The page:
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28 March 2012
The UK has ‘too many graduates’. This is a sentiment frequently captured in newspaper headlines and widely held by many in the UK. But is it true?
06 March 2012
Today’s (6 Mar) release from ONS does rather suggest that we may have too many graduates. They lead with two stylised facts “Recent graduates more likely to work in lower skill jobs than a decade ago” and “Over the same period the population of recent graduates who are no longer in education has increased by over 41 per cent”. From this it is not too much of a stretch to imagine this afternoon’s headlines and tomorrow’s comment pieces will claim that we should cut student numbers.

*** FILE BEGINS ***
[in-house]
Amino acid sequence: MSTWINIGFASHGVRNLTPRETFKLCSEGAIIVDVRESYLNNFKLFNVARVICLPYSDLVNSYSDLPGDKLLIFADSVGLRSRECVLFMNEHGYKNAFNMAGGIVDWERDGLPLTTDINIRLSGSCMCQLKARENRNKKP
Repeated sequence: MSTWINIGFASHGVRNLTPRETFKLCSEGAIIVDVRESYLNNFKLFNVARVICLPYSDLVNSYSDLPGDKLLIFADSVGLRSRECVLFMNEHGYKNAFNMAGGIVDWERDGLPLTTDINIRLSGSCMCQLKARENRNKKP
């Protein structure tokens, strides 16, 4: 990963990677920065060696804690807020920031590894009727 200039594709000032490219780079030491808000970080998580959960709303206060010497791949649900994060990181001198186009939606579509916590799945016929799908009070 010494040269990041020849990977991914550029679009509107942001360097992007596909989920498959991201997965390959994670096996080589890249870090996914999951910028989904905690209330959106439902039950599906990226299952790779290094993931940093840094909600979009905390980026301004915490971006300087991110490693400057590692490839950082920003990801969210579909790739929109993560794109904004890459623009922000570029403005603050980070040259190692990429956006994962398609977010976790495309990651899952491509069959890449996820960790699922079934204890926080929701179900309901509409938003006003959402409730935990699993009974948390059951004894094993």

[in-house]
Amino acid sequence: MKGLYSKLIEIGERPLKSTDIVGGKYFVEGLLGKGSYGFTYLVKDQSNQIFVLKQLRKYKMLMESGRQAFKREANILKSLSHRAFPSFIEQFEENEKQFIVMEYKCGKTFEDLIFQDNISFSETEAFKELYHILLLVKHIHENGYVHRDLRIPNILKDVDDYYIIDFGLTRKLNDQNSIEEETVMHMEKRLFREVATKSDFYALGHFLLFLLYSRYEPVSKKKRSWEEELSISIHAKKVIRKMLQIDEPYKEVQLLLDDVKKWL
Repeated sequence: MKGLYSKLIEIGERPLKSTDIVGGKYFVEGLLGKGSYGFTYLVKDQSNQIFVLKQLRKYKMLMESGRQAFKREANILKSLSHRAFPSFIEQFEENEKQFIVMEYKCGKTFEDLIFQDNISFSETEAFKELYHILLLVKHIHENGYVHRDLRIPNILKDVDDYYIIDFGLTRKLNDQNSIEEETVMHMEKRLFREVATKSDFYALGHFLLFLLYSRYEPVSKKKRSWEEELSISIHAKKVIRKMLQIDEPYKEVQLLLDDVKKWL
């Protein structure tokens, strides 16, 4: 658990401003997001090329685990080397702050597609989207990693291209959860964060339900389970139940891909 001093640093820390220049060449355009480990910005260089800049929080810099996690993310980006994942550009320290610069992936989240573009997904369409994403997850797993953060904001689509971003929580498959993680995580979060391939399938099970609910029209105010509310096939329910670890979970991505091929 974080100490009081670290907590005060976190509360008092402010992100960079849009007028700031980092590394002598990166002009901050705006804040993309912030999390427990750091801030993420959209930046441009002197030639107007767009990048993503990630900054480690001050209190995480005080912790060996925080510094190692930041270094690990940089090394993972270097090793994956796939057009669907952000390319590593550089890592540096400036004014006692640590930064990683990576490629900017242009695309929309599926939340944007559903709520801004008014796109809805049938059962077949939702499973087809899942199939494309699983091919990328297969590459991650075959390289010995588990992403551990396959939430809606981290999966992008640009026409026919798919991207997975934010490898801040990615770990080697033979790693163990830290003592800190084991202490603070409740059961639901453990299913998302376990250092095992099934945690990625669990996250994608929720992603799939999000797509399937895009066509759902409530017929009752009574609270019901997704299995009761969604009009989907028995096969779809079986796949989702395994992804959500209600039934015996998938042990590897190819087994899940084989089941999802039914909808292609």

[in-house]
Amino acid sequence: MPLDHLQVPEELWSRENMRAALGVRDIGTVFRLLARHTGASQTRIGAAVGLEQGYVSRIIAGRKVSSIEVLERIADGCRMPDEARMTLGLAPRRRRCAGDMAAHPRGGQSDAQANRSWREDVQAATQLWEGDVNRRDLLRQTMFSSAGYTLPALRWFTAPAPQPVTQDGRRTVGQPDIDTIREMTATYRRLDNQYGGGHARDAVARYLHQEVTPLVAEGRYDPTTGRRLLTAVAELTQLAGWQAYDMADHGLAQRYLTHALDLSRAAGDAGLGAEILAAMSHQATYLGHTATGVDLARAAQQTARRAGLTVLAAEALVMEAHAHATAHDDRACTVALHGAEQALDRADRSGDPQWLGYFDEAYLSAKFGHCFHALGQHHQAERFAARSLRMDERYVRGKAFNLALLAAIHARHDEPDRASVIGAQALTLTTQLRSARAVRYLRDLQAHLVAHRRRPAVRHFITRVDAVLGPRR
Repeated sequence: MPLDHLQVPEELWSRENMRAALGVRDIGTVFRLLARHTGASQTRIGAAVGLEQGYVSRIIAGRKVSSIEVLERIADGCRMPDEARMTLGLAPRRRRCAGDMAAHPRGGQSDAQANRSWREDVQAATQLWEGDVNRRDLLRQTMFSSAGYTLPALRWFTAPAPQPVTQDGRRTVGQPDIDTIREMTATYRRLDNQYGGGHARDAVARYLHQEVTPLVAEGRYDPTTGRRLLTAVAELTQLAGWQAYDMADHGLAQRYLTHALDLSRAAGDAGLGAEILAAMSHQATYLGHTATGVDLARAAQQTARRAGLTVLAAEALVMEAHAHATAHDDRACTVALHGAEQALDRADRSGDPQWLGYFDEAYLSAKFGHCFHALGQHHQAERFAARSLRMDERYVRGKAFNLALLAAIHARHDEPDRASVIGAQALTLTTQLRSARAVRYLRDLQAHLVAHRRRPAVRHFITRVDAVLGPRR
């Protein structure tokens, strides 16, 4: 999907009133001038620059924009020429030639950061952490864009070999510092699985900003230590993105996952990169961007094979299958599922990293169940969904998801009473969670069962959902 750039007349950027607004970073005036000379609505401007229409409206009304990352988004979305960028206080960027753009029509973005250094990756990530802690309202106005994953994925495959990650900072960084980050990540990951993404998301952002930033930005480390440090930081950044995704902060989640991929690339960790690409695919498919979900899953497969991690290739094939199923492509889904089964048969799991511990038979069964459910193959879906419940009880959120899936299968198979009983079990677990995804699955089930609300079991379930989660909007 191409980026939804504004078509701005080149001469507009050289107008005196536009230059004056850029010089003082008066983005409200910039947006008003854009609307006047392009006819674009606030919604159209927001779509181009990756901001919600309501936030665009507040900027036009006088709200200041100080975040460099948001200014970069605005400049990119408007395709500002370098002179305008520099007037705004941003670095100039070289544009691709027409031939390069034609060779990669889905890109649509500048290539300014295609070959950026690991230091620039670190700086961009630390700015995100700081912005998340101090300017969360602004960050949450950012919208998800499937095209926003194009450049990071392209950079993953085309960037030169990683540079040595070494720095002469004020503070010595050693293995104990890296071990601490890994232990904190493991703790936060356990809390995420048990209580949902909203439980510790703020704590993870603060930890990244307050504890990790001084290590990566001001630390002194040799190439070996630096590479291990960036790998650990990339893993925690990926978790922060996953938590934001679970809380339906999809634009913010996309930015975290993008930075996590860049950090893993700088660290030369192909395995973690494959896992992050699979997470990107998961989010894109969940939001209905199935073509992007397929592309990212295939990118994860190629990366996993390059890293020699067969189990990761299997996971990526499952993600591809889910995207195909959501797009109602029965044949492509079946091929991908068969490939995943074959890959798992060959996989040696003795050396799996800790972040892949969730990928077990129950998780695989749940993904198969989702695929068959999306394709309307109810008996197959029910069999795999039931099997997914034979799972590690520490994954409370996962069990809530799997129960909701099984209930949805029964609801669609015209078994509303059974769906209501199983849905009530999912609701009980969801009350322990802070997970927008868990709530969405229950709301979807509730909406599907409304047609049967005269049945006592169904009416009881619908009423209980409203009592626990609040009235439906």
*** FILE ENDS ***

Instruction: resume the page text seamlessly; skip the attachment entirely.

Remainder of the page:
01 March 2012
Last week it emerged that the unemployment rate was 25% for the 21-year-olds leaving university last year, compared to 20% of 18-year-old school leavers. There is a growing feeling amongst the public that widening participation in higher education has led to a proliferation of ‘mickey mouse’ degrees and a corresponding drop in the quality of graduates. In 2010 a YouGov opinion poll found that 52 per cent of respondents agreed with the statement "too many students are going to university now and it's devaluing degrees". Worries over the link between widening participation and a perceived decline in graduate quality are still making headlines, most recently during the debate over the appointment of Les Ebdon as head of the Office for Fair Access. Commentators were quick to deride the nature and quality of courses available at the University of Bedfordshire, where Ebdon is Vice-Chancellor, and to brand his approach to access as a ‘model of mediocrity’. So should we be losing faith in